Brown indicated that the state now has an ample supply of personal protective equipment. She praised the efforts of companies like Nike to manufacture personal protective equipment and the efforts of the Department of Administrative Services to procure large shipments of gowns and masks. Oregon also is set to receive a Battelle machine that allows for the safe and environmental cleaning of masks. No details were immediately available about that.
On another front, state officials are planning a contact tracing program with about 600 workers who will reach out to residents who may have been exposed to COVID-19. Contact tracing, which involves officials identifying everyone a COVID-19 patient came into contact with and then notifying them so that they self-quarantine, for example, has helped countries like South Korea avoid a rebound of cases when people resume their normal lives.
The Oregon Health Authority is working on the plan this week, Brown said, adding that the state needs a more robust plan.
The plan will establish qualifications of workers and likely will include laid-off health care workers, according to a health authority email obtained by The Lund Report. Hiring could start within the next week, the document said.
Hospitals Face Slow Climb
Hospitals are not likely to snap back into operating in the black. They’ve endured $200 million in operating losses in March, according to the Oregon Association of Hospitals and Health Systems. Experts said the industry will need time to recover from the free fall.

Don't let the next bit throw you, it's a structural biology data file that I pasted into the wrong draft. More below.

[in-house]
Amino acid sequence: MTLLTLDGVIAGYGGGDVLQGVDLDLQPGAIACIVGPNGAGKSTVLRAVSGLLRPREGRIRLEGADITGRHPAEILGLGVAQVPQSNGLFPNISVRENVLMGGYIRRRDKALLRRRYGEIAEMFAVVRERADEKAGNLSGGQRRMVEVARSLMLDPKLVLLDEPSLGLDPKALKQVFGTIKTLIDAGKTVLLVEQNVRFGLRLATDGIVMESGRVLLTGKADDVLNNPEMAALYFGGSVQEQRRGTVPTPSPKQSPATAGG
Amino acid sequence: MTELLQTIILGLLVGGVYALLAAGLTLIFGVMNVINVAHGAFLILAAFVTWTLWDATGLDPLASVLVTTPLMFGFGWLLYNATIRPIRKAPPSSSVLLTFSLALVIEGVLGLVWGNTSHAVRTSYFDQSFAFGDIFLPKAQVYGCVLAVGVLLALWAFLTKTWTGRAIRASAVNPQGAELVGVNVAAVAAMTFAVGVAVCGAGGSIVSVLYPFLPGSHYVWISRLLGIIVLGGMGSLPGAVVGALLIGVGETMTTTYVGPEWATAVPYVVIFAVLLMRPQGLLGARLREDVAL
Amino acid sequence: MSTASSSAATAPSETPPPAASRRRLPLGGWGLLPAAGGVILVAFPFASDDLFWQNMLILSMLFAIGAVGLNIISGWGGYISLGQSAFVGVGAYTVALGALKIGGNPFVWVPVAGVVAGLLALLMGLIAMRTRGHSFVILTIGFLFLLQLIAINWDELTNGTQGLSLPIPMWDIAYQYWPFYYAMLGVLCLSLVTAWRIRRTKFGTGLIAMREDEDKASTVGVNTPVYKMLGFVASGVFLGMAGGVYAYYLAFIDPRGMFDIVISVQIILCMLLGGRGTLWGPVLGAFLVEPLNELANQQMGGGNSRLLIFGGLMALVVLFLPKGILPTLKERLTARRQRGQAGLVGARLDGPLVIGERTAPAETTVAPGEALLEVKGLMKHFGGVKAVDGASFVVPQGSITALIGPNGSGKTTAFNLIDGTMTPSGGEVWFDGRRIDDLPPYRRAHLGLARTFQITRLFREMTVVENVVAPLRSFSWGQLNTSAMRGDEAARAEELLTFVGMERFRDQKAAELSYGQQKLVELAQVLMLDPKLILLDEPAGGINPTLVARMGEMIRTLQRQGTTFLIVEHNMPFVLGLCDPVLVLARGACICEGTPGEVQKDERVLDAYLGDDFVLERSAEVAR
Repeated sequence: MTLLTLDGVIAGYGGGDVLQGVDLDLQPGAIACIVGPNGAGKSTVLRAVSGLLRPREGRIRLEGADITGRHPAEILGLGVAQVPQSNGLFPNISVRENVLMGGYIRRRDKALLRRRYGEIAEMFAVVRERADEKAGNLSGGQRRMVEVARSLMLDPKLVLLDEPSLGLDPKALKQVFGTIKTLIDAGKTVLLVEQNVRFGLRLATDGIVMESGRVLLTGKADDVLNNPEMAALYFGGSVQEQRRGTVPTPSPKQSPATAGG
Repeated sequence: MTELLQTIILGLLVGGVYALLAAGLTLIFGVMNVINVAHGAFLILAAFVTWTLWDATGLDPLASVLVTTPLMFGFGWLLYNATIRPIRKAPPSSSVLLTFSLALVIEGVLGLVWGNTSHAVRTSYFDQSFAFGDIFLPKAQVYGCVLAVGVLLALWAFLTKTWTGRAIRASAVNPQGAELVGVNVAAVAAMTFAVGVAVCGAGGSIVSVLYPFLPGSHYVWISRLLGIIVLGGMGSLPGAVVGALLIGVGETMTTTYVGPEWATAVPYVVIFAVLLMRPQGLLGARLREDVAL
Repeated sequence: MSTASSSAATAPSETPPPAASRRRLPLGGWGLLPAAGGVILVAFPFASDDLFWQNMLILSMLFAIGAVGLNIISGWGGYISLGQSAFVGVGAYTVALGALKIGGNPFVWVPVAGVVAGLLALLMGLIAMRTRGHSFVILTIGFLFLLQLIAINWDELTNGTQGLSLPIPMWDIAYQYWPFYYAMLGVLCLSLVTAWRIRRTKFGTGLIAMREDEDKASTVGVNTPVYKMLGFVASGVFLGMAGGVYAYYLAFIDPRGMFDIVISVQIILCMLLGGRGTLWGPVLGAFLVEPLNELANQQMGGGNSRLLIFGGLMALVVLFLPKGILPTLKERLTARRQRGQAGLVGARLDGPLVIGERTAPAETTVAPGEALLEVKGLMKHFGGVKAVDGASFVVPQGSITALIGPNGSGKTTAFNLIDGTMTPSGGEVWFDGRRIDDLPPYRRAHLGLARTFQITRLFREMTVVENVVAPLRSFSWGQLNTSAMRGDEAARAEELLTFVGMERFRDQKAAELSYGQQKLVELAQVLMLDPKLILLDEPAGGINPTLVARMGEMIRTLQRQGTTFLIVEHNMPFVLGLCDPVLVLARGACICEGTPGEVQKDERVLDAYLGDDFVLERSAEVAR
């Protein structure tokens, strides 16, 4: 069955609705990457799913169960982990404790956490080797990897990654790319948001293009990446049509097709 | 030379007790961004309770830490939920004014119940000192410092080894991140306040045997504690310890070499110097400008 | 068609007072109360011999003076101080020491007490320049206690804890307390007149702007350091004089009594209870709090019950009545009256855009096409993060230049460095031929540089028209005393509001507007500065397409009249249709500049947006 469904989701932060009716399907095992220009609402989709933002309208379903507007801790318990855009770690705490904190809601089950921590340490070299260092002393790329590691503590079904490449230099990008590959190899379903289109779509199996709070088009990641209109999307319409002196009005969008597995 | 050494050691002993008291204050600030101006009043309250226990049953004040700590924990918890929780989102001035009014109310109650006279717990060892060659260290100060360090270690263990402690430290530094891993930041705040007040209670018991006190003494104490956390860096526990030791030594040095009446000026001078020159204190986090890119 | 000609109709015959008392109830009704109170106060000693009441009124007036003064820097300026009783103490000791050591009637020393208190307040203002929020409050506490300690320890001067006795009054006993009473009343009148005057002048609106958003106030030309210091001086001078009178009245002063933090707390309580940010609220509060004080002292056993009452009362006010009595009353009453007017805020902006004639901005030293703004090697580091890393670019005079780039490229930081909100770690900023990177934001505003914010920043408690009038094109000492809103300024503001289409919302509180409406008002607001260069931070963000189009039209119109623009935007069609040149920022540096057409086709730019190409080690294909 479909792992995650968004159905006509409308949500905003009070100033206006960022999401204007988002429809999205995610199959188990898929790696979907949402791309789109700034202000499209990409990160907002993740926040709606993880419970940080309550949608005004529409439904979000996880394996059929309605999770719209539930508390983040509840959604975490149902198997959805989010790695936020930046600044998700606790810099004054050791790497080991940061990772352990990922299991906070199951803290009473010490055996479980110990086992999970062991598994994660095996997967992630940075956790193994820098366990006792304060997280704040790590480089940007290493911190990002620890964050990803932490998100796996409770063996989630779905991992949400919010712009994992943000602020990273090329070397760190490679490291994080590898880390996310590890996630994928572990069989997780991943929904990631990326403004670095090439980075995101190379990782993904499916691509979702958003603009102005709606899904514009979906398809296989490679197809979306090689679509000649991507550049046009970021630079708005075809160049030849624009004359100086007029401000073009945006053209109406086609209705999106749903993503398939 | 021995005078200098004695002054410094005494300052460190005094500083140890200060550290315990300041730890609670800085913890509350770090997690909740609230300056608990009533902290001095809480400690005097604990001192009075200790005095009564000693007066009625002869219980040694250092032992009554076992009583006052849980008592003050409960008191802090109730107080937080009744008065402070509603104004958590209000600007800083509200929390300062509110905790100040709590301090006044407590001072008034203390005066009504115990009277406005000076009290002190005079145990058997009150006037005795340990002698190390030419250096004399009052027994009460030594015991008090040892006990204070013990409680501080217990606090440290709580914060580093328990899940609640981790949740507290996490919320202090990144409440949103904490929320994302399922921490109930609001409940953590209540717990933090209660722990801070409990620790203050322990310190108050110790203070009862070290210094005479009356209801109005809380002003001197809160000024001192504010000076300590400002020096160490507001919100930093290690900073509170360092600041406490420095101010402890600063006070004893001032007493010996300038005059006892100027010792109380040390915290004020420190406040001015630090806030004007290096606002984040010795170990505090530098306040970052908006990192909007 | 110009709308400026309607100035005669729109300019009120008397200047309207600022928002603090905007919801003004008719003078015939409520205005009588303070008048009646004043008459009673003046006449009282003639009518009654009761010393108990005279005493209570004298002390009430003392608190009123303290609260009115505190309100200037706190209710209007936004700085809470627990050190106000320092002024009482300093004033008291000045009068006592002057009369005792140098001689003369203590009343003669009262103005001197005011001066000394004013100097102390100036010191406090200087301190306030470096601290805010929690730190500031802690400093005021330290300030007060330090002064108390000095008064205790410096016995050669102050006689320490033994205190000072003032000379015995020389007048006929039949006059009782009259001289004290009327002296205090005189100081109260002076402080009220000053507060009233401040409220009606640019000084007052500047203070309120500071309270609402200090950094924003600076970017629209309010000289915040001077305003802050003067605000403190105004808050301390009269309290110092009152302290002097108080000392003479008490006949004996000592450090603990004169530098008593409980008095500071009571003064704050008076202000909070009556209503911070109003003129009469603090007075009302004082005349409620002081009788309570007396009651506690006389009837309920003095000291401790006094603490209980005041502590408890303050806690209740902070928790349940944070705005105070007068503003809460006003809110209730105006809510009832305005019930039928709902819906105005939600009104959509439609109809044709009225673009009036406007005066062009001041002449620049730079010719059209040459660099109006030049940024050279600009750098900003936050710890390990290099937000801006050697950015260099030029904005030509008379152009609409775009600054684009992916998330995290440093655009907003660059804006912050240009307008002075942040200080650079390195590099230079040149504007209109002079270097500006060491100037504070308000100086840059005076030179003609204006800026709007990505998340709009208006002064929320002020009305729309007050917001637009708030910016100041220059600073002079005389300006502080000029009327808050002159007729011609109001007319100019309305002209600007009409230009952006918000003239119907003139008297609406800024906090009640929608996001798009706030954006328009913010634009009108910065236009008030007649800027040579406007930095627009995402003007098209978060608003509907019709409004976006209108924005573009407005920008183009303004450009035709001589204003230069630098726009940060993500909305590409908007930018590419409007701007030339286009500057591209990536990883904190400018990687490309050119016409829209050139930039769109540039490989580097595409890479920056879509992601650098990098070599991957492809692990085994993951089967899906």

Charles Tveit, chief executive officer of Lake District Hospital in Lakeview, said hospitals will need time to restore their finances after resuming care because of the lag between providing care and receiving payments from insurers after billing.
He said Brown’s decision will help hospitals in the long run.
“It’s not about today,” Tveit said. “It’s about what’s going to happen in two months.”
Financial questions linger. The hospitals association requested $200 million to stabilize hospitals with plummeting revenues, especially in rural areas.
The legislative Joint Emergency Board on Thursday talked about a proposal from the governor’s office that would allow rural hospitals to access $50 million for loans to cover payroll costs during the pandemic. Under the proposal, rural hospitals would get loans from the Oregon Business Development Department.
Lawmakers eventually tabled the proposal without action, with some expressing reservations about forcing hospitals to pay back loans that come from federal coronavirus relief funding.